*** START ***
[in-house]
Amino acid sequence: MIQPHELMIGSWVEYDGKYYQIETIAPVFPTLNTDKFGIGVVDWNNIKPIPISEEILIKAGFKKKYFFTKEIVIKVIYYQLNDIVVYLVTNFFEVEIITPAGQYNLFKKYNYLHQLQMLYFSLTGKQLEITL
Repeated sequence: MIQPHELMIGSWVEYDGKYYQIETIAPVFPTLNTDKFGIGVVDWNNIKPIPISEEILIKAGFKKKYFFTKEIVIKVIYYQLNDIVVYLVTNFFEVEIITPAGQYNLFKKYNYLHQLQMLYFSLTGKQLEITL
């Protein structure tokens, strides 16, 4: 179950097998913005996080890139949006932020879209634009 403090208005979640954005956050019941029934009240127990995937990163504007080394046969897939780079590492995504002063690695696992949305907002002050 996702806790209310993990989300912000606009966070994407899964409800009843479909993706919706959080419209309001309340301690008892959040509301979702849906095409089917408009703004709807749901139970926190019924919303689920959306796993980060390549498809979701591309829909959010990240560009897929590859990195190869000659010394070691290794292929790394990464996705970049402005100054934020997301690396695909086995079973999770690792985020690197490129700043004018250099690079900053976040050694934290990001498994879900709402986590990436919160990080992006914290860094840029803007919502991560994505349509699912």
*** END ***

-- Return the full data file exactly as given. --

[in-house]
Amino acid sequence: MIQPHELMIGSWVEYDGKYYQIETIAPVFPTLNTDKFGIGVVDWNNIKPIPISEEILIKAGFKKKYFFTKEIVIKVIYYQLNDIVVYLVTNFFEVEIITPAGQYNLFKKYNYLHQLQMLYFSLTGKQLEITL
Repeated sequence: MIQPHELMIGSWVEYDGKYYQIETIAPVFPTLNTDKFGIGVVDWNNIKPIPISEEILIKAGFKKKYFFTKEIVIKVIYYQLNDIVVYLVTNFFEVEIITPAGQYNLFKKYNYLHQLQMLYFSLTGKQLEITL
């Protein structure tokens, strides 16, 4: 179950097998913005996080890139949006932020879209634009 403090208005979640954005956050019941029934009240127990995937990163504007080394046969897939780079590492995504002063690695696992949305907002002050 996702806790209310993990989300912000606009966070994407899964409800009843479909993706919706959080419209309001309340301690008892959040509301979702849906095409089917408009703004709807749901139970926190019924919303689920959306796993980060390549498809979701591309829909959010990240560009897929590859990195190869000659010394070691290794292929790394990464996705970049402005100054934020997301690396695909086995079973999770690792985020690197490129700043004018250099690079900053976040050694934290990001498994879900709402986590990436919160990080992006914290860094840029803007919502991560994505349509699912």